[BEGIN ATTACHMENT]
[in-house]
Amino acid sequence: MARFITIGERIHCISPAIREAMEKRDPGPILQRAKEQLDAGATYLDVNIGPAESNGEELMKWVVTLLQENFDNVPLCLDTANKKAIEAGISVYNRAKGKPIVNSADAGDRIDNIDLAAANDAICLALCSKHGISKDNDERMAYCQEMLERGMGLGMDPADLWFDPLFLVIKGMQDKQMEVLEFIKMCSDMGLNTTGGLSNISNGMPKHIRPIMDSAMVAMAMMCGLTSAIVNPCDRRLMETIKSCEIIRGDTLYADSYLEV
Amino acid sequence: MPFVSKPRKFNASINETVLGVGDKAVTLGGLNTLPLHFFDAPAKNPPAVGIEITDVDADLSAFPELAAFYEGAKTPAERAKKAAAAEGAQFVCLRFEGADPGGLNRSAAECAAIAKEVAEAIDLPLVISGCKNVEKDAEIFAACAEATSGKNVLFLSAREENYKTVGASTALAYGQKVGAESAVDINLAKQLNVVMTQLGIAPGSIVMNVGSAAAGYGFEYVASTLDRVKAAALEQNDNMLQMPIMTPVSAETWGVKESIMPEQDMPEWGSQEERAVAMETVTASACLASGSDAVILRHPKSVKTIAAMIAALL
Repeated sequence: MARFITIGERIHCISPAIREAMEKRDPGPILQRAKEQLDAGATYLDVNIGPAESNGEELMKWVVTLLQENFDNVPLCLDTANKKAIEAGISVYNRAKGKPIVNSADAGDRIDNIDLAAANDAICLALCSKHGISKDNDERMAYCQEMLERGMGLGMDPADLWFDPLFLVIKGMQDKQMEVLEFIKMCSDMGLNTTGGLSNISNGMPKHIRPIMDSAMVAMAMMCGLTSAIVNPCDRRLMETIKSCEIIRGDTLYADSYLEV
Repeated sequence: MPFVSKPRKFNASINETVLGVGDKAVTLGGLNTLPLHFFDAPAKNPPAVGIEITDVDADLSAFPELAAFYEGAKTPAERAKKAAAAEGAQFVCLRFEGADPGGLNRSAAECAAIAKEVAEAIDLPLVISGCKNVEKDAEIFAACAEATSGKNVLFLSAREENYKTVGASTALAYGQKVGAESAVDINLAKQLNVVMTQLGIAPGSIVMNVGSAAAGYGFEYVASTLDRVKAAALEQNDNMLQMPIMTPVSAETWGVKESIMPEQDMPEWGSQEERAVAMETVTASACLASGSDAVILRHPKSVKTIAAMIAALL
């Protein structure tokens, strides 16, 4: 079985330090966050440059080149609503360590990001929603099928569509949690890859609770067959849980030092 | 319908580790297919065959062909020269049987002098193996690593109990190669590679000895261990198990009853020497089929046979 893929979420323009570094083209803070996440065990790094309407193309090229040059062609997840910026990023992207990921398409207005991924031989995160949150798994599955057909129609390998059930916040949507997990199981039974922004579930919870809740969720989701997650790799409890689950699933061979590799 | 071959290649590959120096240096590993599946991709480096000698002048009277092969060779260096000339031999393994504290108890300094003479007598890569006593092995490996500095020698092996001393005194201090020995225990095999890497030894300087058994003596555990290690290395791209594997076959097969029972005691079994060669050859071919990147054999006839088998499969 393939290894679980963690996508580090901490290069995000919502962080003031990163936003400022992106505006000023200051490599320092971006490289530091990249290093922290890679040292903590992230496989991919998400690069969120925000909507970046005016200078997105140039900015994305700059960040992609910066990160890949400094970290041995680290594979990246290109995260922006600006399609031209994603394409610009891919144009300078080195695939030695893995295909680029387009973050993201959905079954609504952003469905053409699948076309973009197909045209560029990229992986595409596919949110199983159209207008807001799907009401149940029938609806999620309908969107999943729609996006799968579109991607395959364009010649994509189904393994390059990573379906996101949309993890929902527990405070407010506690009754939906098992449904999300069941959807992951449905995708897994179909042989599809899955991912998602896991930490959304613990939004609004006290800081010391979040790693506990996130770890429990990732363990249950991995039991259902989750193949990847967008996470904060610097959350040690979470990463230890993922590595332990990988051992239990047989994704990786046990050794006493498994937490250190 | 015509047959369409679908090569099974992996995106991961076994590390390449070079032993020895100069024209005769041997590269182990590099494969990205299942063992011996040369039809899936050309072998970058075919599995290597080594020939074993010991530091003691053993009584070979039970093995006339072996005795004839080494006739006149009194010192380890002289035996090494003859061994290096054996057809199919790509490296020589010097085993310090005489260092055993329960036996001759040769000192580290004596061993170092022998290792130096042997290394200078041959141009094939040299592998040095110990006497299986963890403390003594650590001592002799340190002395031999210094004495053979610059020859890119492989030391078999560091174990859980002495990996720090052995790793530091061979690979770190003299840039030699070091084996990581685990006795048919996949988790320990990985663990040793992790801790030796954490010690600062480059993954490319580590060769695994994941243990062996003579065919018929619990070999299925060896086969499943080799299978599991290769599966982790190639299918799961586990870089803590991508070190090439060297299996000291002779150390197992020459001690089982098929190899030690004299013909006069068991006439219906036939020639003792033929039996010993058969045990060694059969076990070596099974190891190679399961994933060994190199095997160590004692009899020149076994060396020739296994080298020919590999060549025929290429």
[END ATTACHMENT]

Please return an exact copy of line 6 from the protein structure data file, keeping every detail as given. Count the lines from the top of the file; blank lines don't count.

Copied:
């Protein structure tokens, strides 16, 4: 079985330090966050440059080149609503360590990001929603099928569509949690890859609770067959849980030092 | 319908580790297919065959062909020269049987002098193996690593109990190669590679000895261990198990009853020497089929046979 893929979420323009570094083209803070996440065990790094309407193309090229040059062609997840910026990023992207990921398409207005991924031989995160949150798994599955057909129609390998059930916040949507997990199981039974922004579930919870809740969720989701997650790799409890689950699933061979590799 | 071959290649590959120096240096590993599946991709480096000698002048009277092969060779260096000339031999393994504290108890300094003479007598890569006593092995490996500095020698092996001393005194201090020995225990095999890497030894300087058994003596555990290690290395791209594997076959097969029972005691079994060669050859071919990147054999006839088998499969 393939290894679980963690996508580090901490290069995000919502962080003031990163936003400022992106505006000023200051490599320092971006490289530091990249290093922290890679040292903590992230496989991919998400690069969120925000909507970046005016200078997105140039900015994305700059960040992609910066990160890949400094970290041995680290594979990246290109995260922006600006399609031209994603394409610009891919144009300078080195695939030695893995295909680029387009973050993201959905079954609504952003469905053409699948076309973009197909045209560029990229992986595409596919949110199983159209207008807001799907009401149940029938609806999620309908969107999943729609996006799968579109991607395959364009010649994509189904393994390059990573379906996101949309993890929902527990405070407010506690009754939906098992449904999300069941959807992951449905995708897994179909042989599809899955991912998602896991930490959304613990939004609004006290800081010391979040790693506990996130770890429990990732363990249950991995039991259902989750193949990847967008996470904060610097959350040690979470990463230890993922590595332990990988051992239990047989994704990786046990050794006493498994937490250190 | 015509047959369409679908090569099974992996995106991961076994590390390449070079032993020895100069024209005769041997590269182990590099494969990205299942063992011996040369039809899936050309072998970058075919599995290597080594020939074993010991530091003691053993009584070979039970093995006339072996005795004839080494006739006149009194010192380890002289035996090494003859061994290096054996057809199919790509490296020589010097085993310090005489260092055993329960036996001759040769000192580290004596061993170092022998290792130096042997290394200078041959141009094939040299592998040095110990006497299986963890403390003594650590001592002799340190002395031999210094004495053979610059020859890119492989030391078999560091174990859980002495990996720090052995790793530091061979690979770190003299840039030699070091084996990581685990006795048919996949988790320990990985663990040793992790801790030796954490010690600062480059993954490319580590060769695994994941243990062996003579065919018929619990070999299925060896086969499943080799299978599991290769599966982790190639299918799961586990870089803590991508070190090439060297299996000291002779150390197992020459001690089982098929190899030690004299013909006069068991006439219906036939020639003792033929039996010993058969045990060694059969076990070596099974190891190679399961994933060994190199095997160590004692009899020149076994060396020739296994080298020919590999060549025929290429």